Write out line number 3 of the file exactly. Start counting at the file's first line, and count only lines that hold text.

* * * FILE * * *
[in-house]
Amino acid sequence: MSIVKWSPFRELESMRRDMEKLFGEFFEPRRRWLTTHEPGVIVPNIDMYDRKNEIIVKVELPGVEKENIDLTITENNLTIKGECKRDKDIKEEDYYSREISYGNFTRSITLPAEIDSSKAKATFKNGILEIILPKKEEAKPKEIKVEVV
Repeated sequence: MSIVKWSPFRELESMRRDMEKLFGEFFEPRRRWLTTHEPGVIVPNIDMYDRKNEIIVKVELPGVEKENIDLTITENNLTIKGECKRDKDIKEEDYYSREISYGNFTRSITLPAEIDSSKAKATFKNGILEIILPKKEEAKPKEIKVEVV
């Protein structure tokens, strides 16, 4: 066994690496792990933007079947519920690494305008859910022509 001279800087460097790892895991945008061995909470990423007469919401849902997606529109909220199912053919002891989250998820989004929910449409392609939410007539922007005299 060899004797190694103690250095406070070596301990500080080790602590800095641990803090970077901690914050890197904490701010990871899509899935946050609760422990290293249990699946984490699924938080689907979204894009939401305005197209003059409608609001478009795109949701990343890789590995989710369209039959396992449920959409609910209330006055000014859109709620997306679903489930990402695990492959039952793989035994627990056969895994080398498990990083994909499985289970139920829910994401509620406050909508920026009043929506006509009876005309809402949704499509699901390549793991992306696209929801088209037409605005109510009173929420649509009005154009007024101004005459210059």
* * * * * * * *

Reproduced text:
Repeated sequence: MSIVKWSPFRELESMRRDMEKLFGEFFEPRRRWLTTHEPGVIVPNIDMYDRKNEIIVKVELPGVEKENIDLTITENNLTIKGECKRDKDIKEEDYYSREISYGNFTRSITLPAEIDSSKAKATFKNGILEIILPKKEEAKPKEIKVEVV